The Senate on Tuesday approved the payment of N45 billion severance package to former employees of the defunct Nigeria Airways Limited.

The former national carrier of the nation was liquidated by the administration of President Olusegun Obasanjo in 2003 as a result of mismanagement.

But since the company was liquidated, former workers of the airline have not been paid their full entitlements unlike their colleagues of foreign nationals, who worked with Nigeria Airways and were paid their 25 years package after the firm stopped operating.

The Nigerian nationals who worked with the company were first paid for five years by the administration of late President Umaru Yar’Adua.

But since then, they have been begging federal government to clear the remaining 20 years.

However, in the last administration of President Goodluck Jonathan, there were reports that the pensioners would be paid 10 years of the remaining 20 years, but when this present administration of President Muhammadu Buhari came in, he set up a committee, which agreed to pay for only five years.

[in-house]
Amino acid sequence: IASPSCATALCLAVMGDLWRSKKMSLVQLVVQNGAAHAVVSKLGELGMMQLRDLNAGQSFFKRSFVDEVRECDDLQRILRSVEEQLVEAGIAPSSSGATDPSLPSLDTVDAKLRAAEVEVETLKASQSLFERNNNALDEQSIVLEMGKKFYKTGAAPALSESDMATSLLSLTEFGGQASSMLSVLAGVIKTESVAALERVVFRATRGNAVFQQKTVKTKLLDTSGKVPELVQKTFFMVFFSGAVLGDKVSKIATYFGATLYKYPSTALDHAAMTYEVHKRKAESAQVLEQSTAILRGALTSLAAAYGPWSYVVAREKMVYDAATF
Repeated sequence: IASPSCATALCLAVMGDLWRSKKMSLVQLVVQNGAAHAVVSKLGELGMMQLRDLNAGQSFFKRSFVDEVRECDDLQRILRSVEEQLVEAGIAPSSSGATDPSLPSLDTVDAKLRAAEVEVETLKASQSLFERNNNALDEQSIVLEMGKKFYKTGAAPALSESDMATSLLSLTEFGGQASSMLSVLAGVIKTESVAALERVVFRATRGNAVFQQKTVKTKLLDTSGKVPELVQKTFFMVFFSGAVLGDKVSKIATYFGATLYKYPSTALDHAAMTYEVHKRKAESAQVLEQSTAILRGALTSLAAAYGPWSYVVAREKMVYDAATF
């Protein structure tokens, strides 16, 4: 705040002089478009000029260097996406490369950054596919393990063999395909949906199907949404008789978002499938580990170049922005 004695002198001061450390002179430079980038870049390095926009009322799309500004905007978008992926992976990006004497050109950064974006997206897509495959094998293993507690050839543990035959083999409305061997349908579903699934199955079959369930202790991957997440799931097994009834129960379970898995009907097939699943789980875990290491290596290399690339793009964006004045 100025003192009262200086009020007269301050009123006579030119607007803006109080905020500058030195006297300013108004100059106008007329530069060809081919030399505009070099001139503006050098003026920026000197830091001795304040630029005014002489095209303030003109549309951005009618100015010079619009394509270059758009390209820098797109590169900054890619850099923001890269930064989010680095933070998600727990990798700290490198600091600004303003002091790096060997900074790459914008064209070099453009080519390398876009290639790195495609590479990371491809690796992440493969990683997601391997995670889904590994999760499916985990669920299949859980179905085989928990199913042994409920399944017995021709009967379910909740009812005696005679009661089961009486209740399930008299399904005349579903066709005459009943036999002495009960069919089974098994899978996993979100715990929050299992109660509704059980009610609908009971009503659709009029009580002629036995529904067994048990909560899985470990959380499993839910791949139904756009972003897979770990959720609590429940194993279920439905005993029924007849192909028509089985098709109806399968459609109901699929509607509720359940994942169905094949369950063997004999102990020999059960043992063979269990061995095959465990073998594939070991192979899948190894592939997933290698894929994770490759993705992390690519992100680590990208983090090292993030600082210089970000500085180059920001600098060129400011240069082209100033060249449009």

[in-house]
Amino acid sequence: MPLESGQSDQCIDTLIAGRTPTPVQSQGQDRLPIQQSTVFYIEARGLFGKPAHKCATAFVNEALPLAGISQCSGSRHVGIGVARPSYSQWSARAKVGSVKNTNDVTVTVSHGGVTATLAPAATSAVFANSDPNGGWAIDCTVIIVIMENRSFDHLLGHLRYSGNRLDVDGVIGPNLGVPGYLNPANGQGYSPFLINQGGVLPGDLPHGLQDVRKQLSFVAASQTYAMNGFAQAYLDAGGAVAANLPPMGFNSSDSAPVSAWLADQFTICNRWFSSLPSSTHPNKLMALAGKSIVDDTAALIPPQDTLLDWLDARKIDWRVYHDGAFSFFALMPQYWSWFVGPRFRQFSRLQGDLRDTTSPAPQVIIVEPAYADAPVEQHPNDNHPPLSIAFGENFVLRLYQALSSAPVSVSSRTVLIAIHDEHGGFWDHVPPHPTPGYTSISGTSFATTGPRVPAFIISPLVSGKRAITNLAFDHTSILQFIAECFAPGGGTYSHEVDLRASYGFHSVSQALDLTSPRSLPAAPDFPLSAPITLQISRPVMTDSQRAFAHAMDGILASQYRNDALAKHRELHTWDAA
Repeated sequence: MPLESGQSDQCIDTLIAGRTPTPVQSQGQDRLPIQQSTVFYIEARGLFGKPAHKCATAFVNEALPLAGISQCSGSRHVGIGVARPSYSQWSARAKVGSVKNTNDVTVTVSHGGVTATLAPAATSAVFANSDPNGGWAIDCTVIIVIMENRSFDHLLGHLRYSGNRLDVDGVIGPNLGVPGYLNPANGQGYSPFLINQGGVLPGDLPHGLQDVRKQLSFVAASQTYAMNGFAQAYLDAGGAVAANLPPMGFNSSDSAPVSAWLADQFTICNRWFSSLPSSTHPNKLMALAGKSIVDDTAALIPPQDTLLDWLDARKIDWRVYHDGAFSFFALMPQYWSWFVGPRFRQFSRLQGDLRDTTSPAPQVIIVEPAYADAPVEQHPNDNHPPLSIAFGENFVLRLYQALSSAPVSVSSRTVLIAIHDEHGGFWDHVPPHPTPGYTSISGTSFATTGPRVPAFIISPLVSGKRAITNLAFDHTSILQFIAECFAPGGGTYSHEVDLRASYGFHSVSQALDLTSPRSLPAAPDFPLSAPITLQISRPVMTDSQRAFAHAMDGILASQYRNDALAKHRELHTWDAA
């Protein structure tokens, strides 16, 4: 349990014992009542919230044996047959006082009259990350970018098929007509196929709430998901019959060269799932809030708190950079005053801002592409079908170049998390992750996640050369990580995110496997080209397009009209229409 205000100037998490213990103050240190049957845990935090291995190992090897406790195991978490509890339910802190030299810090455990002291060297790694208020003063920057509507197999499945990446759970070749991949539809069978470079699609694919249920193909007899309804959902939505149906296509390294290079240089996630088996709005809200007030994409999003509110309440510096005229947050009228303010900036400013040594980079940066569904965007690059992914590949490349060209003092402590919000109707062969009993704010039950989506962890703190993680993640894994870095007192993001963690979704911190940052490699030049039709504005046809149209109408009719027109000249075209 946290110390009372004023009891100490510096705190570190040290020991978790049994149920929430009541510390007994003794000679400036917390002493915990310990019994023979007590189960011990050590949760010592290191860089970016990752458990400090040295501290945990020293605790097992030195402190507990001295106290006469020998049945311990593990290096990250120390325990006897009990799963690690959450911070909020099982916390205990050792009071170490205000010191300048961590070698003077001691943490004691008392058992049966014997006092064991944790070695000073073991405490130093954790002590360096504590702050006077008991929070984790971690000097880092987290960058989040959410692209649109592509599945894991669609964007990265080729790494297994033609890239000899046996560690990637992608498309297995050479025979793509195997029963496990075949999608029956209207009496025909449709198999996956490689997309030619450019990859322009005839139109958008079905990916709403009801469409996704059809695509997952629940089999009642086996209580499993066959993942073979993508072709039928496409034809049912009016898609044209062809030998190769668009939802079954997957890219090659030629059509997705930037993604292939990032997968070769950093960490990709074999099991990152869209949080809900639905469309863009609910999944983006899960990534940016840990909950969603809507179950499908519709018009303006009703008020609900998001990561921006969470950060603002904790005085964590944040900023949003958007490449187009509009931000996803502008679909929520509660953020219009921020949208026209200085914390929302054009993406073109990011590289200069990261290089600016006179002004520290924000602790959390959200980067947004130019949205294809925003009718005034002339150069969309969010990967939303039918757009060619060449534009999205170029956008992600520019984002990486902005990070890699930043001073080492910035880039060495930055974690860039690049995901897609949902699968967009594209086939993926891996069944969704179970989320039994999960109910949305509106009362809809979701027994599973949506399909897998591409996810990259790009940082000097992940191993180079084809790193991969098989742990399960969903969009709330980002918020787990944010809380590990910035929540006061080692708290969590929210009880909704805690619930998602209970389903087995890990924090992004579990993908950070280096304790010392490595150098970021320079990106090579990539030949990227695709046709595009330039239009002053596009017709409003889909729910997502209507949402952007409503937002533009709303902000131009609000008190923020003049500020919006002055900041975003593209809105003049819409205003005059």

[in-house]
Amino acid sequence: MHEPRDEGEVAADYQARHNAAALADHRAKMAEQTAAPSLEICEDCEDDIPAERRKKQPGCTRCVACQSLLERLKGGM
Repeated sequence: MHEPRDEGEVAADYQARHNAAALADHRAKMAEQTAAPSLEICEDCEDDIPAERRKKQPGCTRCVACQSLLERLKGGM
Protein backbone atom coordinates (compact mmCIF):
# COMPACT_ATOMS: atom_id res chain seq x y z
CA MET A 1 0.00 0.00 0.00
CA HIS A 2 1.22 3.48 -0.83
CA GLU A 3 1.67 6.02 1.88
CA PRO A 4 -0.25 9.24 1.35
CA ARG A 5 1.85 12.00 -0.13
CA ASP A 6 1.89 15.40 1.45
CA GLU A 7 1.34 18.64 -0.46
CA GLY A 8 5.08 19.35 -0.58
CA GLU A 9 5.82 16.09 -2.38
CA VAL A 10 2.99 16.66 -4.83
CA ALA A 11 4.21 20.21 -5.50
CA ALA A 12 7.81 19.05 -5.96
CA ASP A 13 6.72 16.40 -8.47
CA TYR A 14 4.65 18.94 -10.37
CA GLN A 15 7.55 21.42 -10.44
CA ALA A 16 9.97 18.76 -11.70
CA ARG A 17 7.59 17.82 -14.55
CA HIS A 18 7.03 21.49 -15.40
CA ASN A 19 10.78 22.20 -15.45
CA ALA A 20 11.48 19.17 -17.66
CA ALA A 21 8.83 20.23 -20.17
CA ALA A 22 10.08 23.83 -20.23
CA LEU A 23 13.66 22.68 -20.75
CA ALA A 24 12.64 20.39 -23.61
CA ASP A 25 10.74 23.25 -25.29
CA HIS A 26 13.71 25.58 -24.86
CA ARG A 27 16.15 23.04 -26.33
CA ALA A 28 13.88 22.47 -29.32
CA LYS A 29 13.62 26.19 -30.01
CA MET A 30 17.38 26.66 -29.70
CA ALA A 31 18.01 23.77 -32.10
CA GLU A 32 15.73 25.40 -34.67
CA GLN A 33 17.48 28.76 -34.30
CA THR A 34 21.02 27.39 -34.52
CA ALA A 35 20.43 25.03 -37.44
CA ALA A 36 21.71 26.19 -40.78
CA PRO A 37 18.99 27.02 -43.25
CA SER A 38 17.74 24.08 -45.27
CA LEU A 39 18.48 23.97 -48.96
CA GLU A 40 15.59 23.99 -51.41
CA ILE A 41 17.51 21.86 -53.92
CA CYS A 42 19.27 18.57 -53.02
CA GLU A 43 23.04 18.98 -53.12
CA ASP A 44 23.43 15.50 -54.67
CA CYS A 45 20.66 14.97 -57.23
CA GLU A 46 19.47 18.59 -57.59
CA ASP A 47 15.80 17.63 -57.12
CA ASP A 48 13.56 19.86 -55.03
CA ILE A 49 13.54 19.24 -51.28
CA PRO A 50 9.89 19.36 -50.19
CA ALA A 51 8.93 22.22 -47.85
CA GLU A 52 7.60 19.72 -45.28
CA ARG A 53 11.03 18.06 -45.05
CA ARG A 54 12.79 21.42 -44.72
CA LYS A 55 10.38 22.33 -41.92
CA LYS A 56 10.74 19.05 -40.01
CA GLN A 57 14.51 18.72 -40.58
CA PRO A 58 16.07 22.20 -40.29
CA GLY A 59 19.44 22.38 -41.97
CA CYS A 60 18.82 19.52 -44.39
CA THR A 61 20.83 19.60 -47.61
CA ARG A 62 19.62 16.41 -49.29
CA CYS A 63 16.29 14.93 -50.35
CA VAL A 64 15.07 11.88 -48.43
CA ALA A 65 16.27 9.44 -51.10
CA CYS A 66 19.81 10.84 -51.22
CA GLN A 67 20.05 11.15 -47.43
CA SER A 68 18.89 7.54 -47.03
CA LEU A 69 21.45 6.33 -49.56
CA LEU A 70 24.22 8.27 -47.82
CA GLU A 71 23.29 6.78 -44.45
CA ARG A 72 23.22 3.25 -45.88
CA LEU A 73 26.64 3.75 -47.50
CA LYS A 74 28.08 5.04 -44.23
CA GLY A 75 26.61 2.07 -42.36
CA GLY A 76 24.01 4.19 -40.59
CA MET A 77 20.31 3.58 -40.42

On September 20, 2017, the Federal Executive Council (FEC) approved the payment of N45 billion to the former workers of Nigeria Airways.

It was then believed that the pensioners would receive their pay before the end of the year, but this was never so.

After so many threats by the pensioners and aviation workers earlier this year, it was later learnt that the money would only be paid after the National Assembly approves the issuance of promissory notes and bond programme planned by the government to raise money for the payment.

Some weeks ago, the parliament finally considered the request of the executive and then set up an adhoc committee to look into it.

Business Post reports that at the plenary yesterday, Senator Francis Alimikhena urged his colleagues to consider the report of the Ad-hoc Committee on the promissory note programme and a bond issuance to settle inherited local debts and contractual obligations on refund to state governments for projects executed on behalf of the Federal Government. This was seconded by Senator James Manager.

During the session, the lawmakers argued that the payment of the severance package to the ex-Nigeria Airways workers was long overdue.

As a result, they resolved to approve the request by the federal government to raise promissory notes and bonds to pay them.

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